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Precipitation of enzymes and organic matter by aluminium : impacts on carbon mineralization

Title data

Scheel, Thorsten ; Pritsch, Karin ; Schloter, Michael ; Kalbitz, Karsten:
Precipitation of enzymes and organic matter by aluminium : impacts on carbon mineralization.
In: Journal of Plant Nutrition and Soil Science. Vol. 171 (2008) Issue 6 . - pp. 900-907.
ISSN 1436-8730
DOI: https://doi.org/10.1002/jpln.200700146

Abstract in another language

The precipitation of dissolved organic matter (DOM) by aluminum (Al) results in a stable soil organic matter (OM) fraction. Extracellular enzymes can also be removed from soil solution by sorption or precipitation, but whether this affects their activity and their importance for carbon (C) mineralization is largely unknown. We studied the activity of eight extracellular enzymes, precipitated by Al together with DOM, in relation to C mineralization of the precipitated OM. Dissolved OM was obtained from the Oi and Oa horizon of two forest soils and precipitated at different Al : C ratios and pH values to achieve a large variation in composition and C mineralization of precipitated OM. All eight enzymes were present in a functional state in precipitated OM. On average 53% of DOM was precipitated, containing on average 17%-41% of the enzyme activity (EA) involved in C degradation (chitinase, cellobiohydrolase, -glucosidase, glucuronidase, lacasse, and xylosidase) previously present in soil solution. In contrast, on average only 4%-7% of leucine-aminopeptidase and acid-phosphatase activity was found in precipitated OM. The EA found in precipitates significantly increased the percentage of C mineralized of precipitated OM, with a stronger influence of C-degrading enzymes than enzymes involved in N and P cycling. However, after 8 weeks of incubation the correlations between EA and C mineralization disappeared, despite substantial EA being still present and only 0.5%-7.7% of C mineralized. Thus, degradation of precipitated OM seems to be governed by EA during the first degradation phase, but the long-term stability of precipitated OM is probably related to its chemical properties.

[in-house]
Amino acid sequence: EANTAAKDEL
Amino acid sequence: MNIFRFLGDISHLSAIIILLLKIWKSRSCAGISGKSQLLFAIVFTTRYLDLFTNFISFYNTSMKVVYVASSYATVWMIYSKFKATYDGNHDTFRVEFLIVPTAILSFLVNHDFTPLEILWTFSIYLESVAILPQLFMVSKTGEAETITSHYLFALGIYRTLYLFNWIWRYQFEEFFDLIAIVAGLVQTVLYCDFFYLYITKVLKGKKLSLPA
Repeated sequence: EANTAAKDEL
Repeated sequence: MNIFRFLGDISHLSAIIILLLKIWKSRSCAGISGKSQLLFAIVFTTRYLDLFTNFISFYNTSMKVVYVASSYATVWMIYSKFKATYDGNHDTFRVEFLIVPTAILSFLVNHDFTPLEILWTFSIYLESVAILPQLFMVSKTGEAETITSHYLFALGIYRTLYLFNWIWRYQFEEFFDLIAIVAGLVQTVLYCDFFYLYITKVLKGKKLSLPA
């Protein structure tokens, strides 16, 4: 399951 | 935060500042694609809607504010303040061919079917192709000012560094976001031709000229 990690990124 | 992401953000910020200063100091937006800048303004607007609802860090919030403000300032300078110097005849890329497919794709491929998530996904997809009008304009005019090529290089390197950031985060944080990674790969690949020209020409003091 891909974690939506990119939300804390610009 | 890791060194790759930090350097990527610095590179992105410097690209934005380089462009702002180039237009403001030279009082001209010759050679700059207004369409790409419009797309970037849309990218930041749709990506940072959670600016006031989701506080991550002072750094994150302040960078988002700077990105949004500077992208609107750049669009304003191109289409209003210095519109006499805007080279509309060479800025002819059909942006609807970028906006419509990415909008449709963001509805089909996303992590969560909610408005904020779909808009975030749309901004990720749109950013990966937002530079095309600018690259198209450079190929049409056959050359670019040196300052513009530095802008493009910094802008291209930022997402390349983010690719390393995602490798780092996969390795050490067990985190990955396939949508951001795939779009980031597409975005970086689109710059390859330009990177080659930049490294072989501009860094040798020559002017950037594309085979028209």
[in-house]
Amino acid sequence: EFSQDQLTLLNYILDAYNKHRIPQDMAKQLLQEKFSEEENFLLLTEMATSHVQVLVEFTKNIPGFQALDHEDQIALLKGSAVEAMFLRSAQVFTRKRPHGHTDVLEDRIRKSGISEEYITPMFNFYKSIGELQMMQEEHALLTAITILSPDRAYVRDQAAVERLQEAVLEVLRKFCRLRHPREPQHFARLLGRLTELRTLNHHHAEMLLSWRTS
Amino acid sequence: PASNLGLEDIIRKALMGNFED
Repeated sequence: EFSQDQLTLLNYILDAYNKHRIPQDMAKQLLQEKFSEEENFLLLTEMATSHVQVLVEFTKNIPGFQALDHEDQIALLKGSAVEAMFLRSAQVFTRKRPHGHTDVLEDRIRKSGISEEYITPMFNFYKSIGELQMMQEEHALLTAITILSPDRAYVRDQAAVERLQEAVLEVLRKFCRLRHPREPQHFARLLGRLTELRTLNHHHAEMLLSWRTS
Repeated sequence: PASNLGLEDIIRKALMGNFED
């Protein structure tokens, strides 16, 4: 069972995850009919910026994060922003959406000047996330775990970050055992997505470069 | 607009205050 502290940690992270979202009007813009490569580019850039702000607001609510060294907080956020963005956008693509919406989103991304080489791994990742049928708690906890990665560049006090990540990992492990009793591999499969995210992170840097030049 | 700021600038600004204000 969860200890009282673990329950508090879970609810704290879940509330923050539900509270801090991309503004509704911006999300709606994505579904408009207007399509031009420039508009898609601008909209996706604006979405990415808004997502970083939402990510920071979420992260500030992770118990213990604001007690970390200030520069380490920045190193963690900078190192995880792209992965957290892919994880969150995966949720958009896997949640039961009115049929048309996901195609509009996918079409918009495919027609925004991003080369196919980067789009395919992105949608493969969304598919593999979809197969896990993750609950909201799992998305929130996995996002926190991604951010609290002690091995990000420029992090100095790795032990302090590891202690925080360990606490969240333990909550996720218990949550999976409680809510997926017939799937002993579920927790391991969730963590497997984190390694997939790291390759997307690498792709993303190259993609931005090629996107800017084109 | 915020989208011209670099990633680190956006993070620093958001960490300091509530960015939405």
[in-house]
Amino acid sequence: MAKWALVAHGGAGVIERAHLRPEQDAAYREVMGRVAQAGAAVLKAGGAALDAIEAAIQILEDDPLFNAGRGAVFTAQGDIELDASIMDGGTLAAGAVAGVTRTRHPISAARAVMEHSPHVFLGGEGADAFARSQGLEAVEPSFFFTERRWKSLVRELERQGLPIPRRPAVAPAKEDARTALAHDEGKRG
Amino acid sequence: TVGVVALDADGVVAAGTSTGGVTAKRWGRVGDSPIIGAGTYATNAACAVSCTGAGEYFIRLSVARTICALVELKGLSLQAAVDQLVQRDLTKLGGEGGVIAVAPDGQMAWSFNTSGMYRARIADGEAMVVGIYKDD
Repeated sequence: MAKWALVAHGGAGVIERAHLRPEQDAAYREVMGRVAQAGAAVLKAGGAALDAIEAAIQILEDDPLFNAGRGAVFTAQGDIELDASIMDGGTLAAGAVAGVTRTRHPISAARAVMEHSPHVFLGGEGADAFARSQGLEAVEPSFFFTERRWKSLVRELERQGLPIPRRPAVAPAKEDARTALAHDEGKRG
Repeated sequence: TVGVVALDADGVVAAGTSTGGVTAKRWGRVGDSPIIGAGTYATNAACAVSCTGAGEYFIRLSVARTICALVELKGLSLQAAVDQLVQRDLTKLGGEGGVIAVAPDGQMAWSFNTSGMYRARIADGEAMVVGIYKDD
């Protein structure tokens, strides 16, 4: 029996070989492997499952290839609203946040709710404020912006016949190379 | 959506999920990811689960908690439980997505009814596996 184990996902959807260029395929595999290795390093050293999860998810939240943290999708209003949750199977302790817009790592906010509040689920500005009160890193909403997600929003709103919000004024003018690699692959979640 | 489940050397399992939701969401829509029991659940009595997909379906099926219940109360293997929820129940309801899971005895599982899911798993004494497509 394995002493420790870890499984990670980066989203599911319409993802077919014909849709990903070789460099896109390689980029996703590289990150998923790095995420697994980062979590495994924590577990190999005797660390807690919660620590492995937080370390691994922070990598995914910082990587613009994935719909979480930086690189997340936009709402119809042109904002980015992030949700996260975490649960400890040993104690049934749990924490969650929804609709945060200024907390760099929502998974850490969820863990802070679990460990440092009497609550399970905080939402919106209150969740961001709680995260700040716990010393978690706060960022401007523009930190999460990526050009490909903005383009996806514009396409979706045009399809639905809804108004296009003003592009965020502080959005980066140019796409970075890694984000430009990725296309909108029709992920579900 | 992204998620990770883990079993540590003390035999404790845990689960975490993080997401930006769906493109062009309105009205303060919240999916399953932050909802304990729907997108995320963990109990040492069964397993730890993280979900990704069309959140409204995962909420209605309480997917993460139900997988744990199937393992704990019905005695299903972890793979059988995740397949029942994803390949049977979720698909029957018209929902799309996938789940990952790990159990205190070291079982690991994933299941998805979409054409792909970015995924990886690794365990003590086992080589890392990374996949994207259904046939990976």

Further data

Item Type: Article in a journal
Refereed: Yes
Additional notes: BAYCEER49163
Institutions of the University: Faculties > Faculty of Biology, Chemistry and Earth Sciences > Department of Earth Sciences > Chair Soil Ecology
Research Institutions > Research Centres > Bayreuth Center of Ecology and Environmental Research- BayCEER
Faculties
Faculties > Faculty of Biology, Chemistry and Earth Sciences
Faculties > Faculty of Biology, Chemistry and Earth Sciences > Department of Earth Sciences
Research Institutions
Research Institutions > Research Centres
Result of work at the UBT: Yes
DDC Subjects: 500 Science
Date Deposited: 11 Sep 2015 06:33
Last Modified: 11 Sep 2015 06:33
URI: https://eref.uni-bayreuth.de/id/eprint/19107